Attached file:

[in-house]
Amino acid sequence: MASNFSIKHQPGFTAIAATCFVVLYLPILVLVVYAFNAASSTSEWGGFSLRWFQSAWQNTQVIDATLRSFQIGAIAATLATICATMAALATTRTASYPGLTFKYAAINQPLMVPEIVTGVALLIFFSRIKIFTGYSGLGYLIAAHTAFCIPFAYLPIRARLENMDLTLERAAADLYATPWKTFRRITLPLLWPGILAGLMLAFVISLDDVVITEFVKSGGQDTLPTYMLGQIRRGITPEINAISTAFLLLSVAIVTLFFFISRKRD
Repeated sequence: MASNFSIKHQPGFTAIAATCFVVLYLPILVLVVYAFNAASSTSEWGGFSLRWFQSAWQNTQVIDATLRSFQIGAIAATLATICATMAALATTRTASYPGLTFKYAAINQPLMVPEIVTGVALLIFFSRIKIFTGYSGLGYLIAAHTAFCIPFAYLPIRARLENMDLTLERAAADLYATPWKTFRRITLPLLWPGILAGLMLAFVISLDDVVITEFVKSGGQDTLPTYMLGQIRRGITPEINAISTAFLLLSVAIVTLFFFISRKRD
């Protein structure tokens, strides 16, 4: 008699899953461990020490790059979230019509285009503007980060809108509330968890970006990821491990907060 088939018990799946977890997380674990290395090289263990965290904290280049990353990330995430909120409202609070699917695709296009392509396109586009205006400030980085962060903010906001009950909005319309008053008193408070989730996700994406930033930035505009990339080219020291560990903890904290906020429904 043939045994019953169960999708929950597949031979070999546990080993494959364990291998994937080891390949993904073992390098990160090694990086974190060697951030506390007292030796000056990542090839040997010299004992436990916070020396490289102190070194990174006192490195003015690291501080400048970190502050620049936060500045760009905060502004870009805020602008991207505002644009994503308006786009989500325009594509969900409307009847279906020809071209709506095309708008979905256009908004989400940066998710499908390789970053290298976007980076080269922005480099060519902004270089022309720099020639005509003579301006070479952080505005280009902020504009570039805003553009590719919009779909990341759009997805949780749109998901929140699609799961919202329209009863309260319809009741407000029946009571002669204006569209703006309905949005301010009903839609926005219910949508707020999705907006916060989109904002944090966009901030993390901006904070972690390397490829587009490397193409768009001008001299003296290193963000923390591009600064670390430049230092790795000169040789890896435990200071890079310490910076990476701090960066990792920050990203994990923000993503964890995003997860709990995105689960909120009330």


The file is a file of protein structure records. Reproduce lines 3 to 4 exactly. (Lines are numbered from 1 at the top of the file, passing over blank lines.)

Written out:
Repeated sequence: MASNFSIKHQPGFTAIAATCFVVLYLPILVLVVYAFNAASSTSEWGGFSLRWFQSAWQNTQVIDATLRSFQIGAIAATLATICATMAALATTRTASYPGLTFKYAAINQPLMVPEIVTGVALLIFFSRIKIFTGYSGLGYLIAAHTAFCIPFAYLPIRARLENMDLTLERAAADLYATPWKTFRRITLPLLWPGILAGLMLAFVISLDDVVITEFVKSGGQDTLPTYMLGQIRRGITPEINAISTAFLLLSVAIVTLFFFISRKRD
């Protein structure tokens, strides 16, 4: 008699899953461990020490790059979230019509285009503007980060809108509330968890970006990821491990907060 088939018990799946977890997380674990290395090289263990965290904290280049990353990330995430909120409202609070699917695709296009392509396109586009205006400030980085962060903010906001009950909005319309008053008193408070989730996700994406930033930035505009990339080219020291560990903890904290906020429904 043939045994019953169960999708929950597949031979070999546990080993494959364990291998994937080891390949993904073992390098990160090694990086974190060697951030506390007292030796000056990542090839040997010299004992436990916070020396490289102190070194990174006192490195003015690291501080400048970190502050620049936060500045760009905060502004870009805020602008991207505002644009994503308006786009989500325009594509969900409307009847279906020809071209709506095309708008979905256009908004989400940066998710499908390789970053290298976007980076080269922005480099060519902004270089022309720099020639005509003579301006070479952080505005280009902020504009570039805003553009590719919009779909990341759009997805949780749109998901929140699609799961919202329209009863309260319809009741407000029946009571002669204006569209703006309905949005301010009903839609926005219910949508707020999705907006916060989109904002944090966009901030993390901006904070972690390397490829587009490397193409768009001008001299003296290193963000923390591009600064670390430049230092790795000169040789890896435990200071890079310490910076990476701090960066990792920050990203994990923000993503964890995003997860709990995105689960909120009330």